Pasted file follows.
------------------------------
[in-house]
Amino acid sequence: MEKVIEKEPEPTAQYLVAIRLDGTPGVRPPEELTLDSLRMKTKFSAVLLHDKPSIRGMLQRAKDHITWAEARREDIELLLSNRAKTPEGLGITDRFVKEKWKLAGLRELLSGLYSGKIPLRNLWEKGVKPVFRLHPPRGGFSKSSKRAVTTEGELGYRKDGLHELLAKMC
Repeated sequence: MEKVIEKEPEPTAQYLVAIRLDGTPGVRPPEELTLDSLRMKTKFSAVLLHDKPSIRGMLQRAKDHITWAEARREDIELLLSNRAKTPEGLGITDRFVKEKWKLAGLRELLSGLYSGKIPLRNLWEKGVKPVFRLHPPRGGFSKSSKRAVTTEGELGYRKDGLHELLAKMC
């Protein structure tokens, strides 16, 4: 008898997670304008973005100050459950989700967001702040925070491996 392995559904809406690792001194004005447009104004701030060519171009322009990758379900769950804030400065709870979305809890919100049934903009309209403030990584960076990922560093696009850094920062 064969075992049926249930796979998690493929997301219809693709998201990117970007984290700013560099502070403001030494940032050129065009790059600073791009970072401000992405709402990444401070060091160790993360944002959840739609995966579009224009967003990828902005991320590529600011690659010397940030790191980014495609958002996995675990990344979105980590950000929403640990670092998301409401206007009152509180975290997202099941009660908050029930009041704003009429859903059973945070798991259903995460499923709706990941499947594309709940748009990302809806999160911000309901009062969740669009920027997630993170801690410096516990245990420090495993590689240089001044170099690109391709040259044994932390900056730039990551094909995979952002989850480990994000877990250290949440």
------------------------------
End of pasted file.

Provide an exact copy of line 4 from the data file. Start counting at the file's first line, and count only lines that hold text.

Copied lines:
């Protein structure tokens, strides 16, 4: 008898997670304008973005100050459950989700967001702040925070491996 392995559904809406690792001194004005447009104004701030060519171009322009990758379900769950804030400065709870979305809890919100049934903009309209403030990584960076990922560093696009850094920062 064969075992049926249930796979998690493929997301219809693709998201990117970007984290700013560099502070403001030494940032050129065009790059600073791009970072401000992405709402990444401070060091160790993360944002959840739609995966579009224009967003990828902005991320590529600011690659010397940030790191980014495609958002996995675990990344979105980590950000929403640990670092998301409401206007009152509180975290997202099941009660908050029930009041704003009429859903059973945070798991259903995460499923709706990941499947594309709940748009990302809806999160911000309901009062969740669009920027997630993170801690410096516990245990420090495993590689240089001044170099690109391709040259044994932390900056730039990551094909995979952002989850480990994000877990250290949440």